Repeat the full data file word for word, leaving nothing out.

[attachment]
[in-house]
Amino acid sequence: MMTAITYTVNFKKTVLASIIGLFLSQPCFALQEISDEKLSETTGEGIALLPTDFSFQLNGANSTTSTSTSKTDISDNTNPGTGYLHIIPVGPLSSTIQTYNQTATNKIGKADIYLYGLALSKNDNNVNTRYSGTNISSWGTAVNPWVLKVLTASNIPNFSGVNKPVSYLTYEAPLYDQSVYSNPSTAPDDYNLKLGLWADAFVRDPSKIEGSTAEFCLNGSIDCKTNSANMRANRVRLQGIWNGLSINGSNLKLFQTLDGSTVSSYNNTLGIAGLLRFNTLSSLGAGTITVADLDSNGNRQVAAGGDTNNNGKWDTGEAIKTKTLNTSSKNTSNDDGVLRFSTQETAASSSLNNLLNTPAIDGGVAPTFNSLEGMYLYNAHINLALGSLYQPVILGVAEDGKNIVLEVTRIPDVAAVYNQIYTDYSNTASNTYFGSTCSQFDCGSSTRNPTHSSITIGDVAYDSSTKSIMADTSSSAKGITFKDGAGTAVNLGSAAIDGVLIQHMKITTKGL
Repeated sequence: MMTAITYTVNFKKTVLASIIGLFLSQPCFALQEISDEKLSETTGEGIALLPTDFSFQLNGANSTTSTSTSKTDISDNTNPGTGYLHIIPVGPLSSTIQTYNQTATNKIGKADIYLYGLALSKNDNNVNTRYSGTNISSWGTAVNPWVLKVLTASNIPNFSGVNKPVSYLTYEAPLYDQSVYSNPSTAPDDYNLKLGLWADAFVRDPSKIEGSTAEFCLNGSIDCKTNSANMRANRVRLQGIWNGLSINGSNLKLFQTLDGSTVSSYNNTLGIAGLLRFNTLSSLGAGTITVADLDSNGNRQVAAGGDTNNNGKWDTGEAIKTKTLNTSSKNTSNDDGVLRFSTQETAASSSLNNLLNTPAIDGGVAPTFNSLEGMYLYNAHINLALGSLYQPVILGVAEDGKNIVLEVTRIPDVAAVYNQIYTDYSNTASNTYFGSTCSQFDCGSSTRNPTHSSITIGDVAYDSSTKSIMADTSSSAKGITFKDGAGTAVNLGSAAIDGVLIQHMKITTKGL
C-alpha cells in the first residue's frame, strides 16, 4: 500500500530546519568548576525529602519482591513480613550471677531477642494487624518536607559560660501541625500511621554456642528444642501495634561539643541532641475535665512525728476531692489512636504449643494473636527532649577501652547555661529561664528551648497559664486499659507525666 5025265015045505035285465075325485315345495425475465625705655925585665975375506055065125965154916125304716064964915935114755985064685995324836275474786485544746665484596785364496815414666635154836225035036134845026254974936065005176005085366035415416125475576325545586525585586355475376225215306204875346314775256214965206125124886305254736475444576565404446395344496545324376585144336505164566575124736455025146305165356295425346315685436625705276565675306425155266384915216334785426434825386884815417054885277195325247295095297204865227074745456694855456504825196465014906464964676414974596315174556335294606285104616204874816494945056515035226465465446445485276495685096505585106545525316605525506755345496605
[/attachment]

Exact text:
[in-house]
Amino acid sequence: MMTAITYTVNFKKTVLASIIGLFLSQPCFALQEISDEKLSETTGEGIALLPTDFSFQLNGANSTTSTSTSKTDISDNTNPGTGYLHIIPVGPLSSTIQTYNQTATNKIGKADIYLYGLALSKNDNNVNTRYSGTNISSWGTAVNPWVLKVLTASNIPNFSGVNKPVSYLTYEAPLYDQSVYSNPSTAPDDYNLKLGLWADAFVRDPSKIEGSTAEFCLNGSIDCKTNSANMRANRVRLQGIWNGLSINGSNLKLFQTLDGSTVSSYNNTLGIAGLLRFNTLSSLGAGTITVADLDSNGNRQVAAGGDTNNNGKWDTGEAIKTKTLNTSSKNTSNDDGVLRFSTQETAASSSLNNLLNTPAIDGGVAPTFNSLEGMYLYNAHINLALGSLYQPVILGVAEDGKNIVLEVTRIPDVAAVYNQIYTDYSNTASNTYFGSTCSQFDCGSSTRNPTHSSITIGDVAYDSSTKSIMADTSSSAKGITFKDGAGTAVNLGSAAIDGVLIQHMKITTKGL
Repeated sequence: MMTAITYTVNFKKTVLASIIGLFLSQPCFALQEISDEKLSETTGEGIALLPTDFSFQLNGANSTTSTSTSKTDISDNTNPGTGYLHIIPVGPLSSTIQTYNQTATNKIGKADIYLYGLALSKNDNNVNTRYSGTNISSWGTAVNPWVLKVLTASNIPNFSGVNKPVSYLTYEAPLYDQSVYSNPSTAPDDYNLKLGLWADAFVRDPSKIEGSTAEFCLNGSIDCKTNSANMRANRVRLQGIWNGLSINGSNLKLFQTLDGSTVSSYNNTLGIAGLLRFNTLSSLGAGTITVADLDSNGNRQVAAGGDTNNNGKWDTGEAIKTKTLNTSSKNTSNDDGVLRFSTQETAASSSLNNLLNTPAIDGGVAPTFNSLEGMYLYNAHINLALGSLYQPVILGVAEDGKNIVLEVTRIPDVAAVYNQIYTDYSNTASNTYFGSTCSQFDCGSSTRNPTHSSITIGDVAYDSSTKSIMADTSSSAKGITFKDGAGTAVNLGSAAIDGVLIQHMKITTKGL
C-alpha cells in the first residue's frame, strides 16, 4: 500500500530546519568548576525529602519482591513480613550471677531477642494487624518536607559560660501541625500511621554456642528444642501495634561539643541532641475535665512525728476531692489512636504449643494473636527532649577501652547555661529561664528551648497559664486499659507525666 5025265015045505035285465075325485315345495425475465625705655925585665975375506055065125965154916125304716064964915935114755985064685995324836275474786485544746665484596785364496815414666635154836225035036134845026254974936065005176005085366035415416125475576325545586525585586355475376225215306204875346314775256214965206125124886305254736475444576565404446395344496545324376585144336505164566575124736455025146305165356295425346315685436625705276565675306425155266384915216334785426434825386884815417054885277195325247295095297204865227074745456694855456504825196465014906464964676414974596315174556335294606285104616204874816494945056515035226465465446445485276495685096505585106545525316605525506755345496605